To Be Decided: Learning Styles

Hey everyone, for this column we’re going to be doing something similar to the one where we covered the different kinds of schooling systems that exist. We’ll be going a little more in-depth, instead of school systems we’re going to be covering learning styles. Well, not all of them as they are in great abundance but the primary seven of them that seem to recur quite a lot both online and in schools.

So, number one is visual learning. Visual learning is pretty self-explanatory in the sense that yes showing pictures or videos that maybe relevant to the lesson at hand is very useful. It can also be helped by less apparent visual cues like bullet points that may cause people to think back to any other relevant material. A good example of visual learning is showing a scene from a film that was originally a book. This may help the learner greatly in making important plot and character notes, and even notes about the adaptation from book to film. Now, while it is important to give visual learners lots of visual cues it is also important to give information with said cues otherwise they may make lots of connections to random pieces of information rather than the relevant material. This shouldn’t be too hard for a teacher to provide adequate information for their subject.

Number two is auditory learners. These are learners who work best with sounds and music. This has sometimes proven to be a hard method for  traditional subjects but it is more than possible. Sometimes it’s even practice, for example when learning maths in my secondary school we learnt this amazing and simple song to memorise radius and diameter. It was called the circle song, hear it on YouTube here. It was quite useful for me and more or less every student passed maths that year so even non-auditory learners can benefit from forms of aural learning. Another thing to remember about aural leaning is that it isn’t just linked to music. So if you can think of a way to say a word weirdly, it that might stick in a student’s head and help them remember something extra about it.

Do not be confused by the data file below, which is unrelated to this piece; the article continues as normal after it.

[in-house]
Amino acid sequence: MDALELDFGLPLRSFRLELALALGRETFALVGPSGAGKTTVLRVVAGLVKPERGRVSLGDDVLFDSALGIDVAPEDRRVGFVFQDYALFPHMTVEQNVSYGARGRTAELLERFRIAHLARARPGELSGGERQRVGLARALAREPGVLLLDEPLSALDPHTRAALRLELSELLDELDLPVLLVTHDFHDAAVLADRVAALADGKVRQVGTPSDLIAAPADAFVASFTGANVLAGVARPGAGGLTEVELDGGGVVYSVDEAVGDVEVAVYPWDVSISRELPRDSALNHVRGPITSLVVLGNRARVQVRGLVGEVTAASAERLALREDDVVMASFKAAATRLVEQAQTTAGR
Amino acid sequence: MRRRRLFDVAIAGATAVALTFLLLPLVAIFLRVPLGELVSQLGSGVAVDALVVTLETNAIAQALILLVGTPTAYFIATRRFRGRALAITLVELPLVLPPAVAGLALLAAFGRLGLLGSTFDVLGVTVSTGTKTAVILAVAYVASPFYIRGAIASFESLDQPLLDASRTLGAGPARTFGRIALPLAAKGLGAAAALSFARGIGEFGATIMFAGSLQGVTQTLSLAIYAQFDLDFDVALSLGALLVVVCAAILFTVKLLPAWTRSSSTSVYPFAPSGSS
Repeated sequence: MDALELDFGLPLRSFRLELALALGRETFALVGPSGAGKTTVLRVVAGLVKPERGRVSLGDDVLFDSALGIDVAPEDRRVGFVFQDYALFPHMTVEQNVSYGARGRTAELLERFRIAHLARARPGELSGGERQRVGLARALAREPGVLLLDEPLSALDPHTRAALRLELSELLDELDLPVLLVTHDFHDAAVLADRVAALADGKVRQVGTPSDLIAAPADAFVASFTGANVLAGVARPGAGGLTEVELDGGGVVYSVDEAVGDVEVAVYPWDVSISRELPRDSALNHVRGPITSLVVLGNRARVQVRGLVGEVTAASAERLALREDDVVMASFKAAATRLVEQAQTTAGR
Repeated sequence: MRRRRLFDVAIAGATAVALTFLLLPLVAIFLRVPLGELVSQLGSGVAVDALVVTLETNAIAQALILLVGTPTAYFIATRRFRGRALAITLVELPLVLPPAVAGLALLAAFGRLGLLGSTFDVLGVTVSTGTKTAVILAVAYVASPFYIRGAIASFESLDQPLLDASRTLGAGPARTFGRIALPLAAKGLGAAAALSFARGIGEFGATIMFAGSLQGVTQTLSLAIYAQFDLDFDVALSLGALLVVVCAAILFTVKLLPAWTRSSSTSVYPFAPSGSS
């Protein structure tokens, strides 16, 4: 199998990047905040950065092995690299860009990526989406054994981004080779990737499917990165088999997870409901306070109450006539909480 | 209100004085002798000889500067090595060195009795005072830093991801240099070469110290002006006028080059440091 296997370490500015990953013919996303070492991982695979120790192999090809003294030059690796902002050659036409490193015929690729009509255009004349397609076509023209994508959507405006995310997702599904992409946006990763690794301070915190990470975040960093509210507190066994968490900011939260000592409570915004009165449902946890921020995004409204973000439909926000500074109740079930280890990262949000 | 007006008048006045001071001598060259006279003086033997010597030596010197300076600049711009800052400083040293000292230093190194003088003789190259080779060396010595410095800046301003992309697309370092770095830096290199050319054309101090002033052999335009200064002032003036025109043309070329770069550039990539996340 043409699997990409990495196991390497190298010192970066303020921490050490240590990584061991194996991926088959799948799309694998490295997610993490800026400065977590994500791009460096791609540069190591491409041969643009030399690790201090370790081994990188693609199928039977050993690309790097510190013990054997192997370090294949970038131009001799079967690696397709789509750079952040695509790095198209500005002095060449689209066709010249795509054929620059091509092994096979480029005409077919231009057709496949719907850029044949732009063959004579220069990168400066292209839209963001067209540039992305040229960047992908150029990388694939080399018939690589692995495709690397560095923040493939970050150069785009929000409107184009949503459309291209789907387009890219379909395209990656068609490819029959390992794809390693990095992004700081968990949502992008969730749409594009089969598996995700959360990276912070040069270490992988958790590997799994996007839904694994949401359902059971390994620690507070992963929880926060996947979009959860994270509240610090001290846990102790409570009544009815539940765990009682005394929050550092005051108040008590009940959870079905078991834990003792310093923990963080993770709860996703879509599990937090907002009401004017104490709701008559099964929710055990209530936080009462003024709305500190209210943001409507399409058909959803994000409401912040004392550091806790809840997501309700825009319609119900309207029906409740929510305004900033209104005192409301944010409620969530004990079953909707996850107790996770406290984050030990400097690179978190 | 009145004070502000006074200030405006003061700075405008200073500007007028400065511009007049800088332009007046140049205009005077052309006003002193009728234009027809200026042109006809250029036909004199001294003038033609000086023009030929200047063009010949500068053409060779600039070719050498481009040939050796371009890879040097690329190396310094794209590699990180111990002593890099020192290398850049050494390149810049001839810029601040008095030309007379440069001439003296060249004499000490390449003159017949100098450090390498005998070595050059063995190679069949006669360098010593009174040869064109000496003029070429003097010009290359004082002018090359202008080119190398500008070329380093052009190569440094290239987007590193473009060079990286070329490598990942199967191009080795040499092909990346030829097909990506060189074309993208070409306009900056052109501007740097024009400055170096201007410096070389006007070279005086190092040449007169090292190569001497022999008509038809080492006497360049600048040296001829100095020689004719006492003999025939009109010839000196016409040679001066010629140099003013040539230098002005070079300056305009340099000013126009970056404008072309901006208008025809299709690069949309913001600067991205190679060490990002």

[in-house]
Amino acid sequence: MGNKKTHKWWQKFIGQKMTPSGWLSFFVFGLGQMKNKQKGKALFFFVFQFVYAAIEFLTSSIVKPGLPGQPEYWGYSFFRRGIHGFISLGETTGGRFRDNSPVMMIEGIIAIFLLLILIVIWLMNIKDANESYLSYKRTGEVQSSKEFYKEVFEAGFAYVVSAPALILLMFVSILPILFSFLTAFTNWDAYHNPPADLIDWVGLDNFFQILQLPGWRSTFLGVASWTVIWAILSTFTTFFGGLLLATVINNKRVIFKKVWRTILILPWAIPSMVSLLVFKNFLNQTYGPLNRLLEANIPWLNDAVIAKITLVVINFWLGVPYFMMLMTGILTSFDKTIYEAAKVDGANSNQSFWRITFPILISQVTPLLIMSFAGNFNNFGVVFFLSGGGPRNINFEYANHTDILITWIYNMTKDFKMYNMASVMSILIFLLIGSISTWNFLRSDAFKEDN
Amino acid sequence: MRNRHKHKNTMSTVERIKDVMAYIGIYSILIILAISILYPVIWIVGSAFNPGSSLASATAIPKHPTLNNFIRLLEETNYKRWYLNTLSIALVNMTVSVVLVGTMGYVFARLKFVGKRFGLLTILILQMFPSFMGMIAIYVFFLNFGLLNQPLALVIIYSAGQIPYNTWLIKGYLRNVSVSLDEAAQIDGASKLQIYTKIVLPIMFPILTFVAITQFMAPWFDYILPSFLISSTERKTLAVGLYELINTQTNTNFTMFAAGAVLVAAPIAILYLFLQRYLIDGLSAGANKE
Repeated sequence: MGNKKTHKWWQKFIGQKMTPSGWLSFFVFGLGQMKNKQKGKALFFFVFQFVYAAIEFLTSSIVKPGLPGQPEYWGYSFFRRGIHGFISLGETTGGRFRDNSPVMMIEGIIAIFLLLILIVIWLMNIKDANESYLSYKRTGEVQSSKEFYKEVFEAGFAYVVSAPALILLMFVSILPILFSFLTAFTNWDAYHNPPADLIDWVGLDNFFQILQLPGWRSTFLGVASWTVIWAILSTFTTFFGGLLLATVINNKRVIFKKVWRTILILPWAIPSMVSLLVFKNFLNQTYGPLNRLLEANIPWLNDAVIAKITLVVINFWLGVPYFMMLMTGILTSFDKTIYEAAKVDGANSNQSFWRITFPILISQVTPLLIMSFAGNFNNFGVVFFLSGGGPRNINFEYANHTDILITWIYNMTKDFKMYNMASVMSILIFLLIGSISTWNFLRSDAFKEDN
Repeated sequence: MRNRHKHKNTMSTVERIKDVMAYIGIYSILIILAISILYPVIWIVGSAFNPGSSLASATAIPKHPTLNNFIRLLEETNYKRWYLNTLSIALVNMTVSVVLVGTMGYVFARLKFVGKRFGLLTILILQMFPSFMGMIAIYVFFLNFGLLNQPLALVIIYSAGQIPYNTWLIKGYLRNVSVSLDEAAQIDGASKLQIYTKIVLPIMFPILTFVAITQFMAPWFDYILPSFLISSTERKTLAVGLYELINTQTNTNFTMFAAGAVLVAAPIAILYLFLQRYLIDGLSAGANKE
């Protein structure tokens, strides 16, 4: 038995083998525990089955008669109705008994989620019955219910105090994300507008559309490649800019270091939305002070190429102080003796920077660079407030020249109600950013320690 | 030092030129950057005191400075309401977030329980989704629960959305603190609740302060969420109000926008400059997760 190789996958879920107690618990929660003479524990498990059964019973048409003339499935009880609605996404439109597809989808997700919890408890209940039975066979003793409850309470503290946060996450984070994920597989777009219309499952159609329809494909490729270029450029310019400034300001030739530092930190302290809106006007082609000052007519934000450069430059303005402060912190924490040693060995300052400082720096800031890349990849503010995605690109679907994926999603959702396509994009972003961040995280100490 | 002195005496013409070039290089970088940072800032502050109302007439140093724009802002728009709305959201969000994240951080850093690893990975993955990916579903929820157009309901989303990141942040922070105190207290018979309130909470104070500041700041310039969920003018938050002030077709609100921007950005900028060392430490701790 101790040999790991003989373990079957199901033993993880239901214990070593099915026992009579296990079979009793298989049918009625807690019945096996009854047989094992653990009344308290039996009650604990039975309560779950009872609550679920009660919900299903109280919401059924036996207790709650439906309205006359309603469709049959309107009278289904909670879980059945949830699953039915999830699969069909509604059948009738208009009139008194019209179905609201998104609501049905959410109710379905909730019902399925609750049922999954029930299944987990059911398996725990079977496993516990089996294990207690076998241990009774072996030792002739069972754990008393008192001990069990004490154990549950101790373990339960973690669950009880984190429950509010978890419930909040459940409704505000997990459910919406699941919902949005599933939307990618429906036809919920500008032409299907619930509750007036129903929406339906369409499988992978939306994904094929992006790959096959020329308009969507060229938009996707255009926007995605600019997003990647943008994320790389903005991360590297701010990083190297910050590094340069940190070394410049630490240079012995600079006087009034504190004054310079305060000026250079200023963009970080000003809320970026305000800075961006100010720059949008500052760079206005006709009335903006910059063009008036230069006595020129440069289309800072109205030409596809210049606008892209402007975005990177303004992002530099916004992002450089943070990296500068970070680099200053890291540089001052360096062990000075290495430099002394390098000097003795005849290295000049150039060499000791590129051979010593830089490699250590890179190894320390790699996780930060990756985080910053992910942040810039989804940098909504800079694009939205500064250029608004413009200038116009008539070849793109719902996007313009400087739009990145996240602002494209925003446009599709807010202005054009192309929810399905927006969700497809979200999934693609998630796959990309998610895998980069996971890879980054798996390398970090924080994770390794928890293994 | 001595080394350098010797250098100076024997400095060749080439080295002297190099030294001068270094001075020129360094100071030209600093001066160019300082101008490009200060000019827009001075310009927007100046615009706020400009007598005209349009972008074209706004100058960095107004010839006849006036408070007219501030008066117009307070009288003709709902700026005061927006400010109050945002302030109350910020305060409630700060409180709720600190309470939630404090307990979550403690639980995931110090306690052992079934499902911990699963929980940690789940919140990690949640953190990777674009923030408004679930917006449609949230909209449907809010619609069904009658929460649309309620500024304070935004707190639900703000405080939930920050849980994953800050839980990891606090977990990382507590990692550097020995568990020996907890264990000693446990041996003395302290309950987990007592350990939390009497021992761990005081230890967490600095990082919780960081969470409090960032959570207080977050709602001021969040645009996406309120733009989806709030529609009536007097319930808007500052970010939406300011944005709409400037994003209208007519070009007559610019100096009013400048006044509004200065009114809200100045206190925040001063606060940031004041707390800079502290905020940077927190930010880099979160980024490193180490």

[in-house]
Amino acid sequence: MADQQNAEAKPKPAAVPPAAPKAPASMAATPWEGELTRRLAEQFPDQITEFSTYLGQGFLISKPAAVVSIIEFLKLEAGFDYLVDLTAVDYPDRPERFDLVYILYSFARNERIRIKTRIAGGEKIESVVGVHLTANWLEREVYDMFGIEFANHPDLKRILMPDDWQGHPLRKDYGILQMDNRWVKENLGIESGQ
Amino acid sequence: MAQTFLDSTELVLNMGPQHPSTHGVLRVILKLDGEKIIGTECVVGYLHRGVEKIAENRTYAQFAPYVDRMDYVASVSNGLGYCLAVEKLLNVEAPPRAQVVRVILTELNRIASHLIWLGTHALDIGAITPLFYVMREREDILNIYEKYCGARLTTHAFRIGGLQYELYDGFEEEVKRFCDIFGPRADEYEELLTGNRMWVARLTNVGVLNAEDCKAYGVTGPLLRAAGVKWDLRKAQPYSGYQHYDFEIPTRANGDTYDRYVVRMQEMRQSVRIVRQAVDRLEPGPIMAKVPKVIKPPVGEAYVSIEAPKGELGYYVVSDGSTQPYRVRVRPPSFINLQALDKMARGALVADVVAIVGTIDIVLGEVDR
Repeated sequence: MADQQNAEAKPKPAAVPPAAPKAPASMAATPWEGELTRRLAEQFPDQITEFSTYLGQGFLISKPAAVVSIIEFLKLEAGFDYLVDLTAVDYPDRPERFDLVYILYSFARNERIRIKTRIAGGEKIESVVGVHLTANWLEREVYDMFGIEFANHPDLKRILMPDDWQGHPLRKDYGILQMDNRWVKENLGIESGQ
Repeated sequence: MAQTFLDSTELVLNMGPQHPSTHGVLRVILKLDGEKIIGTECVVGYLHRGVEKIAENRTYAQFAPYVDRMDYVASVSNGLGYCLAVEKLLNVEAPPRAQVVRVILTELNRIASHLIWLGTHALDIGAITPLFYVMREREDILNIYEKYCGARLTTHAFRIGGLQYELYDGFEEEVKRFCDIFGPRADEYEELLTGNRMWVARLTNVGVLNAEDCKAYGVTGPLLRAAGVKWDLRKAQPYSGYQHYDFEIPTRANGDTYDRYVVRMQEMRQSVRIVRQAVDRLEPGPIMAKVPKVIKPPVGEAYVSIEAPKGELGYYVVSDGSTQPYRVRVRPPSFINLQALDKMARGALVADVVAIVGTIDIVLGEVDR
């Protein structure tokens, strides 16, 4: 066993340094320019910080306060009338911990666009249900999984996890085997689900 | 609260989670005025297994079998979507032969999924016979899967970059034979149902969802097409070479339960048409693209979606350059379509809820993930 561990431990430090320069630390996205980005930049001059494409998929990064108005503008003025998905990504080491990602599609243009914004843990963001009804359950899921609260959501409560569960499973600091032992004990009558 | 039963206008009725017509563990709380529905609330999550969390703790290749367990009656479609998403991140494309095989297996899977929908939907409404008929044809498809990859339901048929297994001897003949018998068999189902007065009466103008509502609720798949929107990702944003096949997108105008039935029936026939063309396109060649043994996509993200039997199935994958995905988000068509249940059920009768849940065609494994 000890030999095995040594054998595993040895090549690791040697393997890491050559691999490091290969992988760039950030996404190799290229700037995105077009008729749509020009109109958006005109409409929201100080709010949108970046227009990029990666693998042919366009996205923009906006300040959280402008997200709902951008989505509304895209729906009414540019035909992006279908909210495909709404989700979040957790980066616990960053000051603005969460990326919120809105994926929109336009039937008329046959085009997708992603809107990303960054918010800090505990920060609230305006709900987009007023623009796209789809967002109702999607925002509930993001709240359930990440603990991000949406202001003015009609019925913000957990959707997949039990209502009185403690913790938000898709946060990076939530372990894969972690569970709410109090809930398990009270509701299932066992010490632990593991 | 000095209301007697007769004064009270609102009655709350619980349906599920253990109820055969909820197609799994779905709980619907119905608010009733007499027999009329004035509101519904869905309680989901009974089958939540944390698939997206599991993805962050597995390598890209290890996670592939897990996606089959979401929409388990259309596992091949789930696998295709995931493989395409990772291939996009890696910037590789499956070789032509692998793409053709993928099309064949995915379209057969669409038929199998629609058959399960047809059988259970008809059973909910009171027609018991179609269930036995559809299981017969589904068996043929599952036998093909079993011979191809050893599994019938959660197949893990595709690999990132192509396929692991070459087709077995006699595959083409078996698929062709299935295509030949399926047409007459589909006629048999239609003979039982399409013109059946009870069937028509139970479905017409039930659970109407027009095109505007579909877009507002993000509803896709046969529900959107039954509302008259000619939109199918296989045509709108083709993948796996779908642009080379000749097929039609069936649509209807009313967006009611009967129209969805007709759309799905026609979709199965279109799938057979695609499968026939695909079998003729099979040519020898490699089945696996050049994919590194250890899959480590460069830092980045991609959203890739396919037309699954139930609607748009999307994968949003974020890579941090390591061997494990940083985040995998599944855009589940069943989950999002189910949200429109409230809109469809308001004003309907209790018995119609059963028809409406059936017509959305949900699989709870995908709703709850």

At number three, we have verbal learners. Verbal learners are those who work better when talking things through in more interactively. So ,unfortunately verbal learners aren’t just better at learning when you speak at them. Although, that would make a demographic of people far easier to teach. So a good way to teach verbal learners would be by doing things like acronyms that they have to talk through. You can help these types of learners even more by having them interact with another student and trying to get them to memorise things. Another handy way of getting these kinds of learners to remember things could be presentations where they have to talk about the information they are trying to memorise this way the class as a whole gets to hear the information more and those in the class that are verbal learners can intake this information easier.